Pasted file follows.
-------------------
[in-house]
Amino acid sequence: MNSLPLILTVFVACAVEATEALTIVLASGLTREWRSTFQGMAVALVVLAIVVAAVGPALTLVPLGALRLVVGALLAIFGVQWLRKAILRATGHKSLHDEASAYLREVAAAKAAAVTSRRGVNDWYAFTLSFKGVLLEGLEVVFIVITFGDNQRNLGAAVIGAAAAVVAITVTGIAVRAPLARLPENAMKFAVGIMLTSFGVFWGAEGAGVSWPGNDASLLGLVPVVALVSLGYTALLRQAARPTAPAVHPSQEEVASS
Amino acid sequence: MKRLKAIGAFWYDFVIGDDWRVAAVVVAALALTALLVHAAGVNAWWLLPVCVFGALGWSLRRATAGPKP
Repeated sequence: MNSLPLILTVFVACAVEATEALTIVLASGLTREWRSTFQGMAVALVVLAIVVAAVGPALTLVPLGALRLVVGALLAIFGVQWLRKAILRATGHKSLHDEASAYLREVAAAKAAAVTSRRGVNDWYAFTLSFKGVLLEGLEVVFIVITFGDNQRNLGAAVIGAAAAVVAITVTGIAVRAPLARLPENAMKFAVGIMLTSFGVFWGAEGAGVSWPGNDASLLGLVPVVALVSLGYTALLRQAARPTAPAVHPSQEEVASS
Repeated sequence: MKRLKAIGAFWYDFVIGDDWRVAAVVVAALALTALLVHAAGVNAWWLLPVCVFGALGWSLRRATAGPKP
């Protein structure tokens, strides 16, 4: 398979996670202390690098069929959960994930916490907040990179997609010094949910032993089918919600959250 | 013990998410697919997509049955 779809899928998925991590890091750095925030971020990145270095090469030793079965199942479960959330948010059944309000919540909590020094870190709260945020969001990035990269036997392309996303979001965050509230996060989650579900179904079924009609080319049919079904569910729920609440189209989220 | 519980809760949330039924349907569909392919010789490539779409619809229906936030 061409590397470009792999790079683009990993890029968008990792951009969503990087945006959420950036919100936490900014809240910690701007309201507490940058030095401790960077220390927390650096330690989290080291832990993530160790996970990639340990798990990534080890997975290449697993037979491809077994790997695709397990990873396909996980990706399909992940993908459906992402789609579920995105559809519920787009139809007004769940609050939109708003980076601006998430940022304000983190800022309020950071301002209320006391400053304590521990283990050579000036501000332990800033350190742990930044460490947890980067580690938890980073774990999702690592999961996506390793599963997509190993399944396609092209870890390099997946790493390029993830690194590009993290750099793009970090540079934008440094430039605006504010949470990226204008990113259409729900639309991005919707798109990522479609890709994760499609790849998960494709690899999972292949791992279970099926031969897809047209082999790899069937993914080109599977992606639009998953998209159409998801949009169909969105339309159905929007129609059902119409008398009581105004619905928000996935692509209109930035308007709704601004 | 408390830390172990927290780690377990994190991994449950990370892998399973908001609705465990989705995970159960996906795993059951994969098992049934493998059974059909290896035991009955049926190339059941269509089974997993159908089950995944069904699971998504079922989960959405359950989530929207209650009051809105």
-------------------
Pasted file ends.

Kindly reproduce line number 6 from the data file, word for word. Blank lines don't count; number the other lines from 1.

């Protein structure tokens, strides 16, 4: 398979996670202390690098069929959960994930916490907040990179997609010094949910032993089918919600959250 | 013990998410697919997509049955 779809899928998925991590890091750095925030971020990145270095090469030793079965199942479960959330948010059944309000919540909590020094870190709260945020969001990035990269036997392309996303979001965050509230996060989650579900179904079924009609080319049919079904569910729920609440189209989220 | 519980809760949330039924349907569909392919010789490539779409619809229906936030 061409590397470009792999790079683009990993890029968008990792951009969503990087945006959420950036919100936490900014809240910690701007309201507490940058030095401790960077220390927390650096330690989290080291832990993530160790996970990639340990798990990534080890997975290449697993037979491809077994790997695709397990990873396909996980990706399909992940993908459906992402789609579920995105559809519920787009139809007004769940609050939109708003980076601006998430940022304000983190800022309020950071301002209320006391400053304590521990283990050579000036501000332990800033350190742990930044460490947890980067580690938890980073774990999702690592999961996506390793599963997509190993399944396609092209870890390099997946790493390029993830690194590009993290750099793009970090540079934008440094430039605006504010949470990226204008990113259409729900639309991005919707798109990522479609890709994760499609790849998960494709690899999972292949791992279970099926031969897809047209082999790899069937993914080109599977992606639009998953998209159409998801949009169909969105339309159905929007129609059902119409008398009581105004619905928000996935692509209109930035308007709704601004 | 408390830390172990927290780690377990994190991994449950990370892998399973908001609705465990989705995970159960996906795993059951994969098992049934493998059974059909290896035991009955049926190339059941269509089974997993159908089950995944069904699971998504079922989960959405359950989530929207209650009051809105």